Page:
With the holiday's quickly approaching you may find yourself busier and busier with a to do list longer than you can keep up with. End of fiscal year work crunch, holiday cards, gift shopping, stresses over holiday gatherings and travel plans in a pandemic environment, and the list goes on. Many of my clients tell me the holiday season is one of the most stressful times of the year for them. Oh how I can relate! At the peak of my burnout, I started dreading the holiday season because of how overwhelmed I was with all the to do's. And it's really no fun when your holiday spirit is in the toilet!
So with November being National Gratitude Month, I wanted to challenge you all to add a gratitude practice into your daily wellness routine for the rest of month. Science really does show that adding in this practice can improve your overall physical and mental health (links to studies below). So if you are feeling overwhelmed try one or 2 of these ideas!
Some of my personal favorite activities include an early morning mindfulness practice where I spend three minutes thinking about one or two things I'm thankful for. Start off simple ie) warm coffee, a warm shower, etc. There are lots of beautiful journals out there to purchase if you prefer writing it out. New York Magazine's Chloe Anello recommends The Best Wellness, Happiness, and Gratitude Journals that are easy to purchase off Amazon and other sites. Or if you prefer writing it down on the go I like the Grateful app.
I also loved starting a gratitude box or jar that my whole family can participate in. These especially come in handy when the negative moods kick in and everyone needs a reminder of all that we have to be thankful for. Michales and Etsy have some super cute ones for purchase or if you are looking for a DIY project to do with your kids, KiwiCo has great one here.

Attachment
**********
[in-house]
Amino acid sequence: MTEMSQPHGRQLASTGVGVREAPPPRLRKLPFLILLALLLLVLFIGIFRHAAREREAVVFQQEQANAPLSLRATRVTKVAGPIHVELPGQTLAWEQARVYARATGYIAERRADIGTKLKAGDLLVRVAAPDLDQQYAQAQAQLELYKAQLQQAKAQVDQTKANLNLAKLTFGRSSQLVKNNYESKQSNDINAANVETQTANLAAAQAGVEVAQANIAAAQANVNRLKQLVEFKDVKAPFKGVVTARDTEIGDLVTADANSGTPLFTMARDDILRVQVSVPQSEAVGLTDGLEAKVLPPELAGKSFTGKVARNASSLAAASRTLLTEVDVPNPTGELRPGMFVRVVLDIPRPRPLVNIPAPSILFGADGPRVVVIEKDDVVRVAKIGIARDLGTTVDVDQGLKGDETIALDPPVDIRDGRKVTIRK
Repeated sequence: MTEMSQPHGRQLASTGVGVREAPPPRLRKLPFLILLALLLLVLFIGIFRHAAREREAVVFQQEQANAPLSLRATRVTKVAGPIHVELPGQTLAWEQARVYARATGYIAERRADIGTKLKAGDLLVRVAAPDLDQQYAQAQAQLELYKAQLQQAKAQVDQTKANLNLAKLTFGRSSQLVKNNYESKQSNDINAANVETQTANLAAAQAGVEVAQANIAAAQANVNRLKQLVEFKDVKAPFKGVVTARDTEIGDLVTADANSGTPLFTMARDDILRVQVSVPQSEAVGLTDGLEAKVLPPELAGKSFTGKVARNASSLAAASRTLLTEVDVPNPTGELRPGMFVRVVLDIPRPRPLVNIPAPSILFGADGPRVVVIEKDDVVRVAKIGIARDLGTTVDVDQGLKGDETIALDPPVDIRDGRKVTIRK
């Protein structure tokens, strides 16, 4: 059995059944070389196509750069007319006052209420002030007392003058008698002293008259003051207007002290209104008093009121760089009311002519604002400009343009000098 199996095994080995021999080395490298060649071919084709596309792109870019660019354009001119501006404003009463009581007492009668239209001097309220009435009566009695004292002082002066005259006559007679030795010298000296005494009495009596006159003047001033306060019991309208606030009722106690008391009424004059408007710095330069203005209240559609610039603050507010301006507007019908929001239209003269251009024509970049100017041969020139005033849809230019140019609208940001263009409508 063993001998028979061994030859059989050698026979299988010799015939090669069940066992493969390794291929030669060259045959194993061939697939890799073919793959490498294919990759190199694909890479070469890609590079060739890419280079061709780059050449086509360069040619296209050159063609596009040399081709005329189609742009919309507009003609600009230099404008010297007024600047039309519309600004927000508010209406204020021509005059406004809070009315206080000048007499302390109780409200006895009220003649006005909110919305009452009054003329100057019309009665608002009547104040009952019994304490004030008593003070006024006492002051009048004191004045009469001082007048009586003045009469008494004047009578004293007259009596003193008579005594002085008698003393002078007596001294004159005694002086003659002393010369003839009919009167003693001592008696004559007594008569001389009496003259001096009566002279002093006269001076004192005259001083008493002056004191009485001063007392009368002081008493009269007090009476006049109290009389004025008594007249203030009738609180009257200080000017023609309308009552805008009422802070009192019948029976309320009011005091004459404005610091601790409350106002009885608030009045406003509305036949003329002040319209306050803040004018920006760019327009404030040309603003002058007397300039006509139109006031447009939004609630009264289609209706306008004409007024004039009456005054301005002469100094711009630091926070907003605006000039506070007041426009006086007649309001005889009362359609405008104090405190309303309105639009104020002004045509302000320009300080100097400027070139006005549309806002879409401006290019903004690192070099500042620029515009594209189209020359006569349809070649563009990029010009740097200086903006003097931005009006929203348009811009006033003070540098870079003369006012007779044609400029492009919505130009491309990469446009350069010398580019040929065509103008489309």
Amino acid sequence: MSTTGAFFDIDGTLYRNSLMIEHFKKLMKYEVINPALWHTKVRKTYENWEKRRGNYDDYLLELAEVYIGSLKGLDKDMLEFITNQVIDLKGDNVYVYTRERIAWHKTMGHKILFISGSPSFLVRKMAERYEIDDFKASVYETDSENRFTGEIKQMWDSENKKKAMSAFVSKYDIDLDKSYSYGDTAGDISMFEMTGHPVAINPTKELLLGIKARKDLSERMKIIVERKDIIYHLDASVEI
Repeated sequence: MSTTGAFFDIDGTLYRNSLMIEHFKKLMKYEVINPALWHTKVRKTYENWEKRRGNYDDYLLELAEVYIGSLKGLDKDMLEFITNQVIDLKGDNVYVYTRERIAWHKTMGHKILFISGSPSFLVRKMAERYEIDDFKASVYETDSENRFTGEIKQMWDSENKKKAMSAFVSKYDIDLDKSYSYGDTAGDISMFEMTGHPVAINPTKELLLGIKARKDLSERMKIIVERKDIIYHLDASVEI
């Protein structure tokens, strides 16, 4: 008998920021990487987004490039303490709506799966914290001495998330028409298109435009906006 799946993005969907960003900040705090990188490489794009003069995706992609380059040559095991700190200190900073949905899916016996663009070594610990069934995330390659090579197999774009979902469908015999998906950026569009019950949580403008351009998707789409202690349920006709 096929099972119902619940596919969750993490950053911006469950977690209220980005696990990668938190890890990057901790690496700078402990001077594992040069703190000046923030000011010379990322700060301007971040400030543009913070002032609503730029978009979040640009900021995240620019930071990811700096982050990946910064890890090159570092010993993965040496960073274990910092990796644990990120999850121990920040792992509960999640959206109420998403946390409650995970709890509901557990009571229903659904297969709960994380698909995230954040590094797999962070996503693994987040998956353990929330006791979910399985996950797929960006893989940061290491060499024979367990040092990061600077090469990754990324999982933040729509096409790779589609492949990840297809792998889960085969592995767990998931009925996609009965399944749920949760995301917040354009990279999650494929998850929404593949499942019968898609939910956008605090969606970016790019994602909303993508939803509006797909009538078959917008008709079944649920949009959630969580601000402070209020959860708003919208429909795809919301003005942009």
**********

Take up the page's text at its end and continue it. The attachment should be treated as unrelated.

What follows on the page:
Thrive Global gives us 5 Easy Ways To Create an "Attitude Of Gratitude" This Holiday Season that includes a list of other ideas, and How To Incorporate Gratitude Into Our Work Day. They cite studies that find a brief end-of-workday positive reflection leads to reduced stress and increased health into the evening. I could've 100% benefited from this practice when I was racing from the office to pick up a kid, get dinner on the table, and squeeze in a quick errand!
As mentioned above there are many scientific studies that examine the health benefits of gratitude. A recent study from the Greater Good Science Center UC Berkeley explores how gratitude can improve your overall mental health and has lasting effects on the brain.
The Mayo Clinic adds that a daily gratitude practice has been shown to significantly increase your happiness and your physical health leading to better sleep, boosted immunity, and a decreased risk of disease. And Harvard Health cites studies that have looked at how gratitude can improve your relationships.
So happy November and cheers to finding new ways to be thankful for all the little things in life. Drop me a line if you have other fun ideas, recommendations, or scientific studies you want to share. Would love to hear from you!